Environmental costs arise either through the damage done as a consequence of resource exploitation or through the effort expended to redress the damage. Damage costs may also be imposed in the process of development, through the destruction of certain types of renewable resources such as: large-scale loss of tropical forests, soil degradation due to salinization, and imperfect cultivation of sub-marginal lands.
Some 30 million square kilometres (19% of the earth's land surface) are threatened with desertification, and consequently with huge economic and human losses. From 1970-1980, the economic cost of pollution damage in developed countries varied between 3 and 5% of GNP.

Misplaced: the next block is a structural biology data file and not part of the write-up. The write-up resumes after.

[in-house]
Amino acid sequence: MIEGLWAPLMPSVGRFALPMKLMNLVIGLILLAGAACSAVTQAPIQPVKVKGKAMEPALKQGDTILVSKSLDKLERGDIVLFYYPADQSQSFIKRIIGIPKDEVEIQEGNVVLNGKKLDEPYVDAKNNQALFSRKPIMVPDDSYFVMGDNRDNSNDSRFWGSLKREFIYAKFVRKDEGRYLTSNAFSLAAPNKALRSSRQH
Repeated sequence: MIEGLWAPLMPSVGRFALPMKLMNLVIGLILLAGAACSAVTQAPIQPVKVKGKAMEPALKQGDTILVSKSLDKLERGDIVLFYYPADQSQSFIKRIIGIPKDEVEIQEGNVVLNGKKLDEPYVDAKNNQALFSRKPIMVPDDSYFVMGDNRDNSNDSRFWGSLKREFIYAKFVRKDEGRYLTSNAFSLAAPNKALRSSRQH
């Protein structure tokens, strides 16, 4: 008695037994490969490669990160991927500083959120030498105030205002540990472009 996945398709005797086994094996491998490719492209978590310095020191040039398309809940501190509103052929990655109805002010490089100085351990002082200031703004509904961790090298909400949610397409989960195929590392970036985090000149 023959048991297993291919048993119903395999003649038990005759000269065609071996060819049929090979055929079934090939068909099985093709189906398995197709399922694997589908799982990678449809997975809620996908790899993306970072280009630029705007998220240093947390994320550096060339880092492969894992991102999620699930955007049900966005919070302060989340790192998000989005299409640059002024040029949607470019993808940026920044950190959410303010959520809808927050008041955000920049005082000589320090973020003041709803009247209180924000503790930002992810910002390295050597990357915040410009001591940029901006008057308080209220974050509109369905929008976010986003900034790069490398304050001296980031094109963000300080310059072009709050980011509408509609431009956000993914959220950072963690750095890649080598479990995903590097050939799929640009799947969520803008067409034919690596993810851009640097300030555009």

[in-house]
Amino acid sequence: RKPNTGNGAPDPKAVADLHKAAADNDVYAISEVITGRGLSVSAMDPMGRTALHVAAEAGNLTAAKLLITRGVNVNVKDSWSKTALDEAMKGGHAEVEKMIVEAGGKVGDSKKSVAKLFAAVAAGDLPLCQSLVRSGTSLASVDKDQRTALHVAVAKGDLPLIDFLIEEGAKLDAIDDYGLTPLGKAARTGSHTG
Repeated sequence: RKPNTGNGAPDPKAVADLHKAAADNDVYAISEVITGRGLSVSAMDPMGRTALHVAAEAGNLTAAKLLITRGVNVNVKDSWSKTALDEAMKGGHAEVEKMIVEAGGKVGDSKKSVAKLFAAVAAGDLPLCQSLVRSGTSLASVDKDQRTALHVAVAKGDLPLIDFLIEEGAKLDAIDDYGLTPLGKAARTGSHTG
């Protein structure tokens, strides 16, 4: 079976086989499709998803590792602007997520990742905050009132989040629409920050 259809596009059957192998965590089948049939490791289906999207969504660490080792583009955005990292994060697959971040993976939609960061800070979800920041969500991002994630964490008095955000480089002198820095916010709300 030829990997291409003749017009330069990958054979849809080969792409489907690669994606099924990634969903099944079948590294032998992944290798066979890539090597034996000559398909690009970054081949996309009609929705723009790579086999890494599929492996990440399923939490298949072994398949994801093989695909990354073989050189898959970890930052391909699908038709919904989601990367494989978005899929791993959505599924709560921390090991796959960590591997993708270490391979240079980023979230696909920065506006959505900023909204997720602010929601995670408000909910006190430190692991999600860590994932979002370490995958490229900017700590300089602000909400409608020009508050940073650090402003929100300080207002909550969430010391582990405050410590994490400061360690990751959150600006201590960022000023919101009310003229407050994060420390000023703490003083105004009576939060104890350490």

The costing of the damage due to the irrational use of natural resources and/or pollution is not complete. Environmental damage is often selective and unequally distributed in time and space and among societies. Many of the physical, biological, and socio-economic consequences of large development projects are inadequately known, and some cannot be assessed. Examples of this are landscape or historic monuments threatened with irreversible change. Even if all the consequences could be enumerated and their likelihood assessed, placing a price tag on them would pose further difficulties.